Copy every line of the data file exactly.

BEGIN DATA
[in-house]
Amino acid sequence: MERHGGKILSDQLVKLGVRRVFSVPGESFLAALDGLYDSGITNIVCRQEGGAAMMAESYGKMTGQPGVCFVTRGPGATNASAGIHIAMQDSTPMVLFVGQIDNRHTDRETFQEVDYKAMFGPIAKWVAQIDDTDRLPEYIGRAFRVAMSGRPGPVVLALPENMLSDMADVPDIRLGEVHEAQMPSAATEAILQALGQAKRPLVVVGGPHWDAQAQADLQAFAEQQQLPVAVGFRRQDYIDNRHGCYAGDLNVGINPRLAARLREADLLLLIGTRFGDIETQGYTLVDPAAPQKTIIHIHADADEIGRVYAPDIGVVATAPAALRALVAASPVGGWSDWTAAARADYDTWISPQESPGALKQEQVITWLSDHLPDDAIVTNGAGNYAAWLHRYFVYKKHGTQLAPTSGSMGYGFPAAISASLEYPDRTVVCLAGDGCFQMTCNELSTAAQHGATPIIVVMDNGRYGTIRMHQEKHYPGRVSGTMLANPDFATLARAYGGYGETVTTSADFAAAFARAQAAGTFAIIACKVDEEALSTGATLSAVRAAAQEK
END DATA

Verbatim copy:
[in-house]
Amino acid sequence: MERHGGKILSDQLVKLGVRRVFSVPGESFLAALDGLYDSGITNIVCRQEGGAAMMAESYGKMTGQPGVCFVTRGPGATNASAGIHIAMQDSTPMVLFVGQIDNRHTDRETFQEVDYKAMFGPIAKWVAQIDDTDRLPEYIGRAFRVAMSGRPGPVVLALPENMLSDMADVPDIRLGEVHEAQMPSAATEAILQALGQAKRPLVVVGGPHWDAQAQADLQAFAEQQQLPVAVGFRRQDYIDNRHGCYAGDLNVGINPRLAARLREADLLLLIGTRFGDIETQGYTLVDPAAPQKTIIHIHADADEIGRVYAPDIGVVATAPAALRALVAASPVGGWSDWTAAARADYDTWISPQESPGALKQEQVITWLSDHLPDDAIVTNGAGNYAAWLHRYFVYKKHGTQLAPTSGSMGYGFPAAISASLEYPDRTVVCLAGDGCFQMTCNELSTAAQHGATPIIVVMDNGRYGTIRMHQEKHYPGRVSGTMLANPDFATLARAYGGYGETVTTSADFAAAFARAQAAGTFAIIACKVDEEALSTGATLSAVRAAAQEK